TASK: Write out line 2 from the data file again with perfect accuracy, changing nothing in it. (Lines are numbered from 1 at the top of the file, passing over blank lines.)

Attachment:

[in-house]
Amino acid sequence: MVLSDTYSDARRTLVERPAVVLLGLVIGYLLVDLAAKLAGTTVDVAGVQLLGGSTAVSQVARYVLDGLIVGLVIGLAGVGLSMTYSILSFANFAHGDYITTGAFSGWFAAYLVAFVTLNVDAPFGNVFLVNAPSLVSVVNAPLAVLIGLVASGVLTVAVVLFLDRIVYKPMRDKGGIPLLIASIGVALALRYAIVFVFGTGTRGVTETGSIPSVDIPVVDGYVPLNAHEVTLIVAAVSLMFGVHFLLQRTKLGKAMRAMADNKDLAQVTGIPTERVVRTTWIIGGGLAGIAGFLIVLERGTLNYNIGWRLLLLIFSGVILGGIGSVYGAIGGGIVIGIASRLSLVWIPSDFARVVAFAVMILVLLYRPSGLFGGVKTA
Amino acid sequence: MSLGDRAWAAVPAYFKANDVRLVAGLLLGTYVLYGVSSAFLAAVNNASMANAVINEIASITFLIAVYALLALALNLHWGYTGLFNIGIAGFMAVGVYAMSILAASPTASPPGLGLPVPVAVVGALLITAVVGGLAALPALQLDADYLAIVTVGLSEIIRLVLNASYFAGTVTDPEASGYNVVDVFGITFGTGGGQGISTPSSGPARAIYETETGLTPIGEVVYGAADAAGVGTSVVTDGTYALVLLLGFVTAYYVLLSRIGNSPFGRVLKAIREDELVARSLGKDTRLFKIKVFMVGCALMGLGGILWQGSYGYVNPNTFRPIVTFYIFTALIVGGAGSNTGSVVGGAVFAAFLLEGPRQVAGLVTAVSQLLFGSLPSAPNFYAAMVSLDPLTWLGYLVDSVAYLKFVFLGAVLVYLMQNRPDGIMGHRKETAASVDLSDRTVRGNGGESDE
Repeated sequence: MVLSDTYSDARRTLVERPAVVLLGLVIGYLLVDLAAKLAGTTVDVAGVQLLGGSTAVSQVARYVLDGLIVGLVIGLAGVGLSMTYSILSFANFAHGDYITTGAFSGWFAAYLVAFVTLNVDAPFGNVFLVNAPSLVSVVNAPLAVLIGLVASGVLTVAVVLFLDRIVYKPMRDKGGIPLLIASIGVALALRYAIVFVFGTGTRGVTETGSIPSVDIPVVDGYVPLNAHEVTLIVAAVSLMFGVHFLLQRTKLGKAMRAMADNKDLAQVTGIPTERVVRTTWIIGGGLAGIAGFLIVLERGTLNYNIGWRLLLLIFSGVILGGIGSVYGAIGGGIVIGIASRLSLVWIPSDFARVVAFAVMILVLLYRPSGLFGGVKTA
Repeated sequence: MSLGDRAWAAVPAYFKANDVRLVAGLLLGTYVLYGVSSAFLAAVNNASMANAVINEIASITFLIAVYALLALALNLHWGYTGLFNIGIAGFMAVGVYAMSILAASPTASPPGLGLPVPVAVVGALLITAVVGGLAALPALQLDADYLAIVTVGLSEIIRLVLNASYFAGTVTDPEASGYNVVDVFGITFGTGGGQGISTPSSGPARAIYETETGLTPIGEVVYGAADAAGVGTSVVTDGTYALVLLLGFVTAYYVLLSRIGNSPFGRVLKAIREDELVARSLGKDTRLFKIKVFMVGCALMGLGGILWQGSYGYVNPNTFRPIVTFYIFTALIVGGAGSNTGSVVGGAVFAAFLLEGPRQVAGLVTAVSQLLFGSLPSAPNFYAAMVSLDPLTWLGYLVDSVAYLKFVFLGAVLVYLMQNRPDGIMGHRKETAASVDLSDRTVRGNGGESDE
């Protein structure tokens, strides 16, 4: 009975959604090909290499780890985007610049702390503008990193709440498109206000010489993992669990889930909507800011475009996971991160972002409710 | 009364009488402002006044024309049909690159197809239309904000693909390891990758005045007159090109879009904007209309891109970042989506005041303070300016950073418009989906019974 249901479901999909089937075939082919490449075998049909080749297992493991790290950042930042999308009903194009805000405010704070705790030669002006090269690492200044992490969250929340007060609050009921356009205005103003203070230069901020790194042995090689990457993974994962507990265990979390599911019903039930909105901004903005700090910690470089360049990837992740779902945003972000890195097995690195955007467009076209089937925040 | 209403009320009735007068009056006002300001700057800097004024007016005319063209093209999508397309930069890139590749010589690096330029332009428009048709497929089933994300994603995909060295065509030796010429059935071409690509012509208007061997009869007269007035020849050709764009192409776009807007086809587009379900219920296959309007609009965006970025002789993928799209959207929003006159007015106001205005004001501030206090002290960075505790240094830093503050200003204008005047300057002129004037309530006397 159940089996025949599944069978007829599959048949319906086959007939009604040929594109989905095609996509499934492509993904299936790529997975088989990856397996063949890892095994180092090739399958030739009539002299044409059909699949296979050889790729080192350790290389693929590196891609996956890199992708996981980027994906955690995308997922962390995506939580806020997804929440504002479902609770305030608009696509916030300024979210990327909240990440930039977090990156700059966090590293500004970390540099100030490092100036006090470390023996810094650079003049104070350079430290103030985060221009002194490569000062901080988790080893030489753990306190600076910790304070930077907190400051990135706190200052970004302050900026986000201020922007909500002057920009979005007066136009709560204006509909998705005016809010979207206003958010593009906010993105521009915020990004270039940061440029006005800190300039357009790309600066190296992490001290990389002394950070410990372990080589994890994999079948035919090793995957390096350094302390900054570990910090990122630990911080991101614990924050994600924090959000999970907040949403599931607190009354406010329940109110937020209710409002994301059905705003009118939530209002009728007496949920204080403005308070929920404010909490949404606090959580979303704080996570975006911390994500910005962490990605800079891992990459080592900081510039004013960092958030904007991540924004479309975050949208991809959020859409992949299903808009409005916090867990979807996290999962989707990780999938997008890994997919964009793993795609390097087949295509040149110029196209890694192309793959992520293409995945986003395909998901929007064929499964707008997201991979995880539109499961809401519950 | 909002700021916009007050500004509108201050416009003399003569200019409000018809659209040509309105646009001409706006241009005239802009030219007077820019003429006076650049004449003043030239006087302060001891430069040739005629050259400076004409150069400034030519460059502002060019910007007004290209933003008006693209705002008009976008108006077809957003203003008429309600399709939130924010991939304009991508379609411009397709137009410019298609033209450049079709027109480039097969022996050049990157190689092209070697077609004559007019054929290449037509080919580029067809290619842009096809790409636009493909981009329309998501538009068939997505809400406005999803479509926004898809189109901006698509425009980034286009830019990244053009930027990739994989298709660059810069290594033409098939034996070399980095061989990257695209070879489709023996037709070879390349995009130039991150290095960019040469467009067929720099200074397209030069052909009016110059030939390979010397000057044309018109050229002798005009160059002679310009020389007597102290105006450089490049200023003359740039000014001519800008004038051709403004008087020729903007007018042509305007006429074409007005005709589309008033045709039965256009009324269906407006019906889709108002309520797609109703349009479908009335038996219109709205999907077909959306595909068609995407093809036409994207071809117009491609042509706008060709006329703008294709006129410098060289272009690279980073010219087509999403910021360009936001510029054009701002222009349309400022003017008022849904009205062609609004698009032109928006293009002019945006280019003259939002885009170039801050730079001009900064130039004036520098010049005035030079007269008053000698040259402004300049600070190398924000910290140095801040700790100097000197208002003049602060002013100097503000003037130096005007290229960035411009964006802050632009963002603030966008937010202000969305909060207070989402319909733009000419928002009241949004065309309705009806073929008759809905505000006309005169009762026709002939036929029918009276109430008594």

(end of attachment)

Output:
Amino acid sequence: MVLSDTYSDARRTLVERPAVVLLGLVIGYLLVDLAAKLAGTTVDVAGVQLLGGSTAVSQVARYVLDGLIVGLVIGLAGVGLSMTYSILSFANFAHGDYITTGAFSGWFAAYLVAFVTLNVDAPFGNVFLVNAPSLVSVVNAPLAVLIGLVASGVLTVAVVLFLDRIVYKPMRDKGGIPLLIASIGVALALRYAIVFVFGTGTRGVTETGSIPSVDIPVVDGYVPLNAHEVTLIVAAVSLMFGVHFLLQRTKLGKAMRAMADNKDLAQVTGIPTERVVRTTWIIGGGLAGIAGFLIVLERGTLNYNIGWRLLLLIFSGVILGGIGSVYGAIGGGIVIGIASRLSLVWIPSDFARVVAFAVMILVLLYRPSGLFGGVKTA